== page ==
With its new drug earning meager sums and its one-time cash cow reduced to a bony shadow of its former self, Acorda Therapeutics today is rolling out a new restructuring aimed at slashing the staff and cutting costs to get through the hard times ahead.

The biotech is chopping a quarter of its staff today, carving back R&D as well as SG&A expenses. And CEO Ron Cohen is cutting deep.

Under the new austerity budget, Acorda’s R&D expenses for the full year 2019 are expected to be $55 – $60 million, reduced from $70 – $80 million. SG&A expenses for the full year 2019 are expected to be $185 – $190 million, reduced from $200 – $210 million. R&D expenses for the full year 2020 are expected to be $20 – $25 million and SG&A
expenses for the full year 2020 are expected to be $160 – $165 million.

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As shares suf­fer from a lin­ger­ing slump, a bruised Alk­er­mes slash­es 160 jobs in R&D re­struc­tur­ing

With its share price in a deep slump after suffering through a regulatory debacle over their depression drug ALKS 5461, Alkermes CEO Richard Pops is taking the ax to its R&D organization in a restructuring aimed at cutting costs ahead of its next attempt at a rollout in a tough field.

Richard Pops, Endpoints via Youtube

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RAPT Ther­a­peu­tics re­turns to Wall Street to re­vive IPO bid

On May 24, FLX Bio, a small cancer and inflammation biotech with backing from GV, changed its name to RAPT Therapeutics and filed confidentially for an IPO. On July 5th, they filed to raise up to $86 million. On July 22, they announced the IPO with a $75 million goal.  And on August 1, they abruptly and without explanation called it all off.

Now, without explanation, they’re reviving the bid, filing again for a $75 million IPO, this time with a new bookrunner and a new drug candidate in the clinic. The terms will be the same: 5 million shares at $14-$16 per share. It would give them a diluted market value of $351 million.

EY vet set to re­place re­tir­ing Am­gen CFO Meline

Ahead of its third-quarter results next week, Amgen on Tuesday disclosed the planned retirement of David Meline, who has served as the company’s chief financial officer since 2014.

Meline will be replaced by Ernst & Young vet, Peter Griffith, as CFO come January 1, 2020 — but until then Griffith will serve as executive vice president, finance.

“Over the last 5 years at Amgen, Meline instituted many major changes that led to operational efficiencies and margin expansion while successfully returning cash to shareholders. Now that Amgen is on solid footing, it was a good time to step away,” Cowen’s Yaron Werber wrote in a note. “We do not anticipate any major changes to strategy or operations immediately due to this transition as Amgen is on solid footing.”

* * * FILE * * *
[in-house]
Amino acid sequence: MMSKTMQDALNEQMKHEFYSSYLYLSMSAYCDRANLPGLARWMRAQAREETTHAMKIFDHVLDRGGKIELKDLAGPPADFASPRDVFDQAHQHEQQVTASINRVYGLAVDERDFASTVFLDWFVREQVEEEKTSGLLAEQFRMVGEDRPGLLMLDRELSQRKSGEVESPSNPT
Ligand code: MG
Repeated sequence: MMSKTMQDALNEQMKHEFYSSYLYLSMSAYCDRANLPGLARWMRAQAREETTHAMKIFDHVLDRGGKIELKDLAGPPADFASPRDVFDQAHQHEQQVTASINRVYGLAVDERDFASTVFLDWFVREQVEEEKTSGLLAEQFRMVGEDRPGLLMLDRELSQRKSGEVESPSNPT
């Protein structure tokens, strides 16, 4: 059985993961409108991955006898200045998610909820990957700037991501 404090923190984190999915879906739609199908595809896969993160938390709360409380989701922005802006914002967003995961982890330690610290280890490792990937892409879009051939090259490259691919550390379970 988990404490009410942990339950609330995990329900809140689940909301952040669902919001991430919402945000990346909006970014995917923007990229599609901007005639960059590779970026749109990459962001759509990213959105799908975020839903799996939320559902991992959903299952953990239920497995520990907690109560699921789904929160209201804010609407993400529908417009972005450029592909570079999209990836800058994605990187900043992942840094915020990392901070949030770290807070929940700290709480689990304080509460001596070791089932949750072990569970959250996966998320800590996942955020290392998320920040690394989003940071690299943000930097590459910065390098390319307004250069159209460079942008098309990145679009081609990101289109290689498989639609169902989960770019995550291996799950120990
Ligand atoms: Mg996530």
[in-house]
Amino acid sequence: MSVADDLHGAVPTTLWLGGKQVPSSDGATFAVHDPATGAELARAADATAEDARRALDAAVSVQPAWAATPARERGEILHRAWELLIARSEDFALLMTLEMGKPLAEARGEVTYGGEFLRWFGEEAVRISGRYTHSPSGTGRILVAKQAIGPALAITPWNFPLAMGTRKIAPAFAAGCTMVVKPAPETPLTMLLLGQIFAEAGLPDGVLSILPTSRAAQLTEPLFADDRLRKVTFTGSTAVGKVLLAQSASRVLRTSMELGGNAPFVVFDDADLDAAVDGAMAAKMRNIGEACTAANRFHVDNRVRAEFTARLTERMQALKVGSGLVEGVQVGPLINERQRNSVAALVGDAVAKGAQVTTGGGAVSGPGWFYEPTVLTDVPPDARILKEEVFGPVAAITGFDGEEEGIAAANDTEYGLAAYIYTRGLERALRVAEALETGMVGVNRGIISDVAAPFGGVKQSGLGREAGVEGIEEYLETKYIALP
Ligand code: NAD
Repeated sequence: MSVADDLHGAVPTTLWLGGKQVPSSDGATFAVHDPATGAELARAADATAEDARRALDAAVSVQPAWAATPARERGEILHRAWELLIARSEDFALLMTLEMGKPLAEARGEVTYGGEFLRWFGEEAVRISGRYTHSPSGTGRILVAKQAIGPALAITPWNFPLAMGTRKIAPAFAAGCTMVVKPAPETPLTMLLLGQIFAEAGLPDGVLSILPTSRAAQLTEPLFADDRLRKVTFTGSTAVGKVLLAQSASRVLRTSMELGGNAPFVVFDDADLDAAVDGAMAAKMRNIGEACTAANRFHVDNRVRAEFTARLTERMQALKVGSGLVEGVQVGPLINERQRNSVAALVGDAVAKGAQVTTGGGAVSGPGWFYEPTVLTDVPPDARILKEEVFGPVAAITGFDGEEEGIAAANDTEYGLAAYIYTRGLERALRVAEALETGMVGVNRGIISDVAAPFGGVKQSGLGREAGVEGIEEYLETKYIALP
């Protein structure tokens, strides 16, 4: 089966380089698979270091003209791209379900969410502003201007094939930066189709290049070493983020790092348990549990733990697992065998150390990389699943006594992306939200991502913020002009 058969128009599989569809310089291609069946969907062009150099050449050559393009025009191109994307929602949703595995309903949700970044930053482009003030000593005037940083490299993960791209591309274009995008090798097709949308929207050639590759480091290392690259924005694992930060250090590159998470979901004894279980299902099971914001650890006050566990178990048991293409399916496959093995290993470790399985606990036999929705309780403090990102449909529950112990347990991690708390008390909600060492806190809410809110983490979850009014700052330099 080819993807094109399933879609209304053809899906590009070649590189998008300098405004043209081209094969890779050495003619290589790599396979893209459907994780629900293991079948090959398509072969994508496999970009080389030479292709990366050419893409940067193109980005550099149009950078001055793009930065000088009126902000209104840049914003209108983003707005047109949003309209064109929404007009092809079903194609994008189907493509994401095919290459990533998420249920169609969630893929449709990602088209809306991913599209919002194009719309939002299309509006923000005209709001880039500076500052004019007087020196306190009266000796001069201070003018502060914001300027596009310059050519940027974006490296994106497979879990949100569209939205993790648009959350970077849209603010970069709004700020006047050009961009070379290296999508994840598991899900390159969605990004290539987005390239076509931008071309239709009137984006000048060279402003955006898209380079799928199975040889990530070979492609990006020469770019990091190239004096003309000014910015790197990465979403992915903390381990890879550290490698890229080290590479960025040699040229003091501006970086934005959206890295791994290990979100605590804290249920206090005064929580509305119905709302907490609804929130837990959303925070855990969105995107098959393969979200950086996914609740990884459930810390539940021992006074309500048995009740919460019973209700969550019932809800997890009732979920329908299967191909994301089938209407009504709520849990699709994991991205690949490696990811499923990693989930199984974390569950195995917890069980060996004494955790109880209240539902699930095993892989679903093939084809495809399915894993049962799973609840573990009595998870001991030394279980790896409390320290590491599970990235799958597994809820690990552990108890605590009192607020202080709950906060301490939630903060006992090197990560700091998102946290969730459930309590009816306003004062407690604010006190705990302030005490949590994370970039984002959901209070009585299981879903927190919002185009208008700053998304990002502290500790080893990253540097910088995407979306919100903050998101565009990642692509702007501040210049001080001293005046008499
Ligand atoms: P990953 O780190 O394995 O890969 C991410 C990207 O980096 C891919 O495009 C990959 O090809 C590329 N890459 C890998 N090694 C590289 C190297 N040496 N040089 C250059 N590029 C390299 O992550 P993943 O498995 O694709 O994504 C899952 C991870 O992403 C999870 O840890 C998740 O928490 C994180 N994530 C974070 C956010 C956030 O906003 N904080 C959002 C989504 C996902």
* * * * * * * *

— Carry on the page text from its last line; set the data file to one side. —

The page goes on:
Eli Lil­ly’s USA, di­a­betes chief En­rique Con­ter­no is head­ing out af­ter 27 years, and he’s be­ing re­placed by a com­pa­ny in­sid­er

Close to 3 years after Eli Lilly CEO Dave Ricks added the title of president of the US operations to Enrique Conterno’s resume, which included his helmsmanship of the diabetes franchise, the Peruvian born exec is set to retire after a 27-year run at the pharma giant.

Lilly put out the news just as it was posting Q3 results, with a mix of upbeat and downbeat results in the latest set of numbers from Lilly.
Conterno — a grizzled, deeply experienced and sometimes gruff veteran of the pharma world — was a high-profile figure at Lilly, stepping up to expanded duties as the company was forced to deal with intense pricing pressure on the diabetes side of the business. He had replaced outgoing US president Alex Azar, who later popped up as head of Health and Human Services in the Trump administration.
As head of the diabetes unit, Conterno had to deal with an extraordinarily competitive field as payers demanded bigger discounts. Trulicity’s success helped generate new revenue for the company, but Q3’s miss on revenue had a lot to do with the need for discounting the drug ahead of Novo Nordisk’s rival therapy, Rybelsus, which was priced on the wholesale level at an almost identical rate.

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No­var­tis hands off $80M in cash to part­ner up with a top biotech play­er in the fi­bro­sis sec­tor

Never underestimate the power of a good showing at a scientific conference.
In a presentation late last year, the researchers at Pliant Therapeutics launched a series of discussions about the preclinical data they were pulling together around their work on their small-molecule integrin inhibitor aimed at transforming growth factor beta, or TGF-β, a key pathway involved in fibrosis.
And they got some serious attention for the work.
“We got interest from pharma partners and at the end Novartis basically made it,” says Pliant CEO Bernard Coulie.

Is there a recipe for M&A suc­cess? The best and worst buy­out deals in the past decade of­fer some keys to suc­cess — and fail­ure

It’s not easy achieving a solid win in M&A in this industry. But if you follow a few simple guidelines, you may be able to increase your odds of success.
Geoffrey Porges and the team at SVB Leerink went about the “notoriously difficult” task of scoring the biopharma buyout of 2009 to 2019. Sizing up current and expected revenue from the products that were gained, they came up with the 5 winners:
Merck/Schering Plough
Bristol/Medarex
Gilead/Pharmasset
Sanofi/Genzyme
AstraZeneca/Acerta
It says a lot about the field that it’s much easier sorting out the 5 worst deals, though there’s also a lot more competition for that title, notes Porges. As picked by the analysts:
J&J/Actelion
Merck/Cubist
Alexion/Synageva
AbbVie/Stemcentrx
Gilead/Kite